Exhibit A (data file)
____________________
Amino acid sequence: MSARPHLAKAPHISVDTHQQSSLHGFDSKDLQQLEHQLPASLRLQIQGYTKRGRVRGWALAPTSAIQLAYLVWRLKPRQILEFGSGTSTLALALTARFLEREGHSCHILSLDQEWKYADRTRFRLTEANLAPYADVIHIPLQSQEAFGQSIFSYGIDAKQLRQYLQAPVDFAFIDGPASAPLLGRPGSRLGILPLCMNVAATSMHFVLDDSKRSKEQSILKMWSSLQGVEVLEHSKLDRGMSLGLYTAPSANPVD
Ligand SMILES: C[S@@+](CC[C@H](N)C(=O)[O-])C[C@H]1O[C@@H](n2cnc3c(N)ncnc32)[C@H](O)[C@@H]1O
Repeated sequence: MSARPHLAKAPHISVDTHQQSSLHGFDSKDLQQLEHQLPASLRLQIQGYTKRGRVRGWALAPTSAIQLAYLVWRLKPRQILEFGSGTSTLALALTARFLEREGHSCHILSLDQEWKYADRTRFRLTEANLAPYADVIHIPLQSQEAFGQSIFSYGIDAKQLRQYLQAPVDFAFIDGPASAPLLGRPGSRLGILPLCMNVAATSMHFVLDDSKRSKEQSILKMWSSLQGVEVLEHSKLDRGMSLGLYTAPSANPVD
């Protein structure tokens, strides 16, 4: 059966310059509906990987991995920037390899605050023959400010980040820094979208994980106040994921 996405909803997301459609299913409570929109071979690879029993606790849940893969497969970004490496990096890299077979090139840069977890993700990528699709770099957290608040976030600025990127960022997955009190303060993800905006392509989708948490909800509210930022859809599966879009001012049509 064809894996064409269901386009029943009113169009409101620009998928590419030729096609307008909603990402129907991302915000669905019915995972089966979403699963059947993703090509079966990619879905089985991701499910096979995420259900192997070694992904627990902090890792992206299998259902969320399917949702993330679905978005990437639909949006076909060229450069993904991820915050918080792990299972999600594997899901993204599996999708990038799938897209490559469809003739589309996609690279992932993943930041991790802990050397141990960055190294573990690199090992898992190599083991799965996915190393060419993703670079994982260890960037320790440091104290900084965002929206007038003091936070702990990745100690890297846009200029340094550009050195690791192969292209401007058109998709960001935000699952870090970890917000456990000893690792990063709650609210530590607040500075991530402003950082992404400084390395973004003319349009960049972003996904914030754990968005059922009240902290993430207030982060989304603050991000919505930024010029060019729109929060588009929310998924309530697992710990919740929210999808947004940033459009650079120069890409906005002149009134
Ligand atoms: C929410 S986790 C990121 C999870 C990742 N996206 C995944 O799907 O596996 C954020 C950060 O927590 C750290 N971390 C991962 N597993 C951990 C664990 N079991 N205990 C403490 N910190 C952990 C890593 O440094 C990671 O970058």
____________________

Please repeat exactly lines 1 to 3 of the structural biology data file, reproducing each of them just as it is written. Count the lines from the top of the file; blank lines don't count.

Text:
Amino acid sequence: MSARPHLAKAPHISVDTHQQSSLHGFDSKDLQQLEHQLPASLRLQIQGYTKRGRVRGWALAPTSAIQLAYLVWRLKPRQILEFGSGTSTLALALTARFLEREGHSCHILSLDQEWKYADRTRFRLTEANLAPYADVIHIPLQSQEAFGQSIFSYGIDAKQLRQYLQAPVDFAFIDGPASAPLLGRPGSRLGILPLCMNVAATSMHFVLDDSKRSKEQSILKMWSSLQGVEVLEHSKLDRGMSLGLYTAPSANPVD
Ligand SMILES: C[S@@+](CC[C@H](N)C(=O)[O-])C[C@H]1O[C@@H](n2cnc3c(N)ncnc32)[C@H](O)[C@@H]1O
Repeated sequence: MSARPHLAKAPHISVDTHQQSSLHGFDSKDLQQLEHQLPASLRLQIQGYTKRGRVRGWALAPTSAIQLAYLVWRLKPRQILEFGSGTSTLALALTARFLEREGHSCHILSLDQEWKYADRTRFRLTEANLAPYADVIHIPLQSQEAFGQSIFSYGIDAKQLRQYLQAPVDFAFIDGPASAPLLGRPGSRLGILPLCMNVAATSMHFVLDDSKRSKEQSILKMWSSLQGVEVLEHSKLDRGMSLGLYTAPSANPVD